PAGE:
The stage-gate model is a technique used in product development to manage the movement from one phase to the next. Each phase, or "stage", of the project, is separated by a figurative "gate" that prevents you from progressing onto the next milestone without sufficient pause for thought.
When using the stage-gate model in new product development, teams will typically progress through five phases: Discover, scoping, business plan concept, development, testing and validation, launch, and implementation. Each phase plays a crucial role in launching a successful product, and shortcuts throughout the process only serve to add risk and uncertainty to the development journey.
Before moving from one phase to another, teams should decide whether or not the project is ready to progress — avoiding concurrent development. When a gate is reached, teams will have to decide how to move forward, which can be answered by any of the following decisions:
Go. This means that the project is a success so far and you're ready to move on.
Kill. This means the project is not a success and should be abandoned.
Hold. This means the project is not strong enough to continue but not bad enough to be abandoned. Instead, it is put on hold until a better time, typically when more resources are available.
Recycle. This means the project has led to positive progress, but you believe this progress should be invested in another project. Instead of moving forward, the project changes shape.
The stage gate model follows an iterative process. Each stage is completed and followed by a checkpoint, or “gate.” The name and number of these stages can vary depending on the project, but most follow the same template which we’ll look at now.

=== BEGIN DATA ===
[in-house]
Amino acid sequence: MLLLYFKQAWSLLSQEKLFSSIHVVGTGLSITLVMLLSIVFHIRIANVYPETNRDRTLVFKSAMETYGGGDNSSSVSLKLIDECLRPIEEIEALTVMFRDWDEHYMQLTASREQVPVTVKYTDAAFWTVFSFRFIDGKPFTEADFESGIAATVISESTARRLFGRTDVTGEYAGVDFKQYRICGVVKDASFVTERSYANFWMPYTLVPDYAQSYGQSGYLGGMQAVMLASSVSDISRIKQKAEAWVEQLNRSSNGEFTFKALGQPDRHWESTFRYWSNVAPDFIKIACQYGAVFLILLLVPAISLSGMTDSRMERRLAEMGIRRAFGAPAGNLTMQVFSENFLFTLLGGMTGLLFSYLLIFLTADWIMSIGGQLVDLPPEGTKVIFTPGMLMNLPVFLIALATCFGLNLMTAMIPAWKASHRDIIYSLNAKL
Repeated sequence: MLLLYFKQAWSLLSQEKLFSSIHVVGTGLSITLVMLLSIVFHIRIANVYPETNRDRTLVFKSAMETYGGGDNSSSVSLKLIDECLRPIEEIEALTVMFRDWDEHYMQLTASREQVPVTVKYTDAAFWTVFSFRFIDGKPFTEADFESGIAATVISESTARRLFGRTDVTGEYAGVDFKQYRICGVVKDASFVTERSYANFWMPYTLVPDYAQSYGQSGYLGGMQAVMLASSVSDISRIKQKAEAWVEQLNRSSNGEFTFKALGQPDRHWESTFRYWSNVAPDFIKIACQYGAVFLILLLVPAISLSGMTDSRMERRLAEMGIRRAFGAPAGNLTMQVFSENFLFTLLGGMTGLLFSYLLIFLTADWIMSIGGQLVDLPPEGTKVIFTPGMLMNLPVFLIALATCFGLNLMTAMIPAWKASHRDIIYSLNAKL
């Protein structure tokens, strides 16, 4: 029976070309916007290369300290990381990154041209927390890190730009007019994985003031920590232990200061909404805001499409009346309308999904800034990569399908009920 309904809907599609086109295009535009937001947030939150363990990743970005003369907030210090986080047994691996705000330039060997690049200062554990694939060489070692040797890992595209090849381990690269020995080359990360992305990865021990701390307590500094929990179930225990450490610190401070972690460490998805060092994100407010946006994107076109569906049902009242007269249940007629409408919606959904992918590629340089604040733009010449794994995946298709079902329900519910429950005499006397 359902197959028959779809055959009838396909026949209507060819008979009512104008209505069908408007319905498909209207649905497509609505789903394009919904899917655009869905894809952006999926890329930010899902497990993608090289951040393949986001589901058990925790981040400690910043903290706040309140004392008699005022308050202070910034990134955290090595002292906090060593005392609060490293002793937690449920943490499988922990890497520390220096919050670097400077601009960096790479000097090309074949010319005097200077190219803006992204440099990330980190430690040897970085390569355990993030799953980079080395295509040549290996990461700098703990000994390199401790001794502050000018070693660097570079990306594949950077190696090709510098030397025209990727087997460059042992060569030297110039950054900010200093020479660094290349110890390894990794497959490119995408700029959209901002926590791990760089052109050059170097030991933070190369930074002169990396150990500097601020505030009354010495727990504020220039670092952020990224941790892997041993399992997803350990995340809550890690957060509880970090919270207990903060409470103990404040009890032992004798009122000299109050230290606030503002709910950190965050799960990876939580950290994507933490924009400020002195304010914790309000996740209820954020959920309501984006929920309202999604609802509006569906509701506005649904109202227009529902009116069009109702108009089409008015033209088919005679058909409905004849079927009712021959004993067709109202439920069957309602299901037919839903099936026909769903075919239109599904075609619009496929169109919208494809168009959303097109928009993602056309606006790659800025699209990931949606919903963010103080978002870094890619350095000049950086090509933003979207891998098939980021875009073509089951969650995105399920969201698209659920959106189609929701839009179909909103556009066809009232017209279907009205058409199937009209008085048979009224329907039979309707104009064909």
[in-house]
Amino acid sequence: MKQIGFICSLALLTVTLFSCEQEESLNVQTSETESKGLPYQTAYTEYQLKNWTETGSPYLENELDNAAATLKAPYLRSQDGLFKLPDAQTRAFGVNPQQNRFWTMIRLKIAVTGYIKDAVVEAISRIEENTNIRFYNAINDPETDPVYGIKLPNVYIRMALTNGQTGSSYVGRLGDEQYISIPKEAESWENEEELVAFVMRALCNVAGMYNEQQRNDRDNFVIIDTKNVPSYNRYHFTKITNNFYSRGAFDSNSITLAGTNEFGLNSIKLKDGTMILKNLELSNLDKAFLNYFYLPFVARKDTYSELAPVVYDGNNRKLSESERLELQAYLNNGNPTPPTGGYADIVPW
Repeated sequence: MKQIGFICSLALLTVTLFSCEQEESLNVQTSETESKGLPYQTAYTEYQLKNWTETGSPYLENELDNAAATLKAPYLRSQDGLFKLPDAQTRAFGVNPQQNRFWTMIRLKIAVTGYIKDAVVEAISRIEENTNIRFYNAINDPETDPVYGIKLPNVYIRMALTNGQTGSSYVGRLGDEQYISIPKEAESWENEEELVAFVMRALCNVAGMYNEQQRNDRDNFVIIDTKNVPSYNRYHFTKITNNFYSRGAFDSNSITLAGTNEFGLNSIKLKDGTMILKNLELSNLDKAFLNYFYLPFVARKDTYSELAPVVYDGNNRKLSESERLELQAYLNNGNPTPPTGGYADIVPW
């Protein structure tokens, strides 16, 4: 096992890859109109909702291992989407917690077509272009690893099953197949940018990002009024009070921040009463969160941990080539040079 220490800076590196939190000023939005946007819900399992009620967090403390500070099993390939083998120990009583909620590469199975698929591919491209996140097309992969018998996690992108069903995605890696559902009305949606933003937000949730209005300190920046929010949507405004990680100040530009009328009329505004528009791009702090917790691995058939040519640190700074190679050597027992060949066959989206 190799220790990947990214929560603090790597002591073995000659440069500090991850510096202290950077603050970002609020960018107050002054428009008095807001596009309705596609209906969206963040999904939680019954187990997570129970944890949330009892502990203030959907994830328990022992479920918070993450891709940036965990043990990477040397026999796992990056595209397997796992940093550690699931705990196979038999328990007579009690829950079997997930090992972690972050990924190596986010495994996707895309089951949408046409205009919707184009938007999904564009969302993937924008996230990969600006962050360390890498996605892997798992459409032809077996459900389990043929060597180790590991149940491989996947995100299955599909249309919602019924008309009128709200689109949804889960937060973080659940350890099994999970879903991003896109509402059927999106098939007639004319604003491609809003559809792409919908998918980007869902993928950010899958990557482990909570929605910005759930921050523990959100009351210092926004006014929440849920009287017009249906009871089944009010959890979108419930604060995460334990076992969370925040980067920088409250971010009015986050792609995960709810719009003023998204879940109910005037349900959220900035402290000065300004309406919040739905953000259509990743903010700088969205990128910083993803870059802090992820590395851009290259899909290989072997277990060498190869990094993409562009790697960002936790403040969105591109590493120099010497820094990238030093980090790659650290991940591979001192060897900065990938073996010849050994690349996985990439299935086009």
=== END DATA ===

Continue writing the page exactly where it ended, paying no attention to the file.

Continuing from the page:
The idea stage is used to brainstorm potential new projects. This involves performing market research to identify gaps in the market and holding discussions to flesh out ideas. This stage can involve team members, customers, and stakeholders.
The scoping stage allows teams to deep-dive the most promising ideas from stage one to figure out the project’s viability. This can involve more market research and is a great opportunity to run a SWOT analysis.
Before starting to develop the product, teams should build a strong business case for the project. This stage will involve creating a detailed product definition and a feasibility study if required.
The development stage should result in a functional, ready-to-launch product. This will be the most intensive stage in the stage gate model.
The launch stage involves creating a strong marketing strategy that will increase product awareness and consumer demand.
When done correctly, the stage gate process will improve your product development process. But it’s not without pitfalls. Stage gating needs teams to develop governance to enable project delivery. Incorporating digital tools into the stage-gating process can help improve your team’s efforts.
It may feel counterintuitive to reject ideas while pushing for innovation, but not all ideas are worth pursuing. The stage gate model helps identify low-quality ideas before you spend too much time and money on them.
Stage gating involves multiple team members and spreads accountability throughout the team. This ensures openness between team members and prevents scope creep.
The stage gate model offers a structured way to discover the viability of an idea. It standardizes the process to ensure consistency between products.
Bureaucratic hurdles get introduced with every stage you add to the process. This can slow down the development process because the team is focused on checkboxes rather than value.
Creativity can be hampered by having a generic set of steps for each project. Teams using stage gating for every project can risk producing sub-par products or canceling a promising project altogether since they don’t have the space to be creative.
It can be easy to ignore evidence to justify pushing on with a project. Failing to properly enforce stage gates can hamper the project and allow HiPPO to control the development process. Stage gates need objective, measurable, and agreed-upon goals that clearly indicate when each stage is complete.